Bridger-Teton maps Whitebark Pines
by Bridger-Teton National Forest
June 1, 2009
The Bridger-Teton National Forest will fund specialized flights this summer for the purpose of gathering significant information about whitebark pine trees. The cones of the whitebark pines provide a critical food source for the grizzly bear population. The information from these flights will provide Forest specialists and other agencies with much needed information to maintain the whitebark pine populations in the Greater Yellowstone Area.
On May 19, 2009 the Bridger-Teton attended an evening presentation hosted by the Jackson Hole Conservation Alliance, Natural Defense Council and Teton Science Schools that in part discussed the decline of the whitebark pines and the effect that tree mortality is having on the ecosystem as a whole. The Forest had been looking for ways to fill in the information gaps that researchers had across the Greater Yellowstone Area in regards to whitebark pine. The Bridger-Teton successfully applied for Forest Health Protection money through State and Private Forestry and was awarded funding last week that the Forest will use to fund flights over the Greater Yellowstone ecosystem to classify, photograph and map whitebark pine mortality. The funding amounts to $150,000 and the flights will begin in June and conclude in August, 2009.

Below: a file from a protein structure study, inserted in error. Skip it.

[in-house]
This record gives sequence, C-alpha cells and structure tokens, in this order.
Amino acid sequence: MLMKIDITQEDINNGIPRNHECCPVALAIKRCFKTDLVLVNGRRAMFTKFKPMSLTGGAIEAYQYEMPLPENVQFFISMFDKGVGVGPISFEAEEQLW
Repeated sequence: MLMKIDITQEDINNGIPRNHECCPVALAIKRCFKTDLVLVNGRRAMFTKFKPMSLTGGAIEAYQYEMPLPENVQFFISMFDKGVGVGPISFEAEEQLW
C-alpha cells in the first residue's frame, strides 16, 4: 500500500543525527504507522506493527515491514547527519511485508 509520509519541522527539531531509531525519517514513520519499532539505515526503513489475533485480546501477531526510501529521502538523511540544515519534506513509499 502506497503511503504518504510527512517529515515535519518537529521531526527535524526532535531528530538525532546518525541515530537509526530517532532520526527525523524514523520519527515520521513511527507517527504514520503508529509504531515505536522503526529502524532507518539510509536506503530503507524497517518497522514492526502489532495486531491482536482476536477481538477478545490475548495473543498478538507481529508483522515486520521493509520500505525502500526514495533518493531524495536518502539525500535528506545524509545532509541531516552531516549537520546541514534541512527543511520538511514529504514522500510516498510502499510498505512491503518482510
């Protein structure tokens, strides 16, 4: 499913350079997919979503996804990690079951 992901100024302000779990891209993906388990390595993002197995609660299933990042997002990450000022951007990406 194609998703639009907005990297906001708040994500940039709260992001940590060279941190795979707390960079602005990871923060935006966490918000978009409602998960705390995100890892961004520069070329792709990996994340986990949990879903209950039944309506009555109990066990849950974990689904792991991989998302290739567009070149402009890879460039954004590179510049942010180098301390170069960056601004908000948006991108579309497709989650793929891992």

Agencies in the Greater Yellowstone Area need the information from these flights in order to complete the Whitebark Pine Strategy for the ecosystem. The Strategy will focus on the restoration, conservation and protection of whitebark pine trees in the Greater Yellowstone Ecosystem. The draft Strategy document is expected to be released in September, 2009.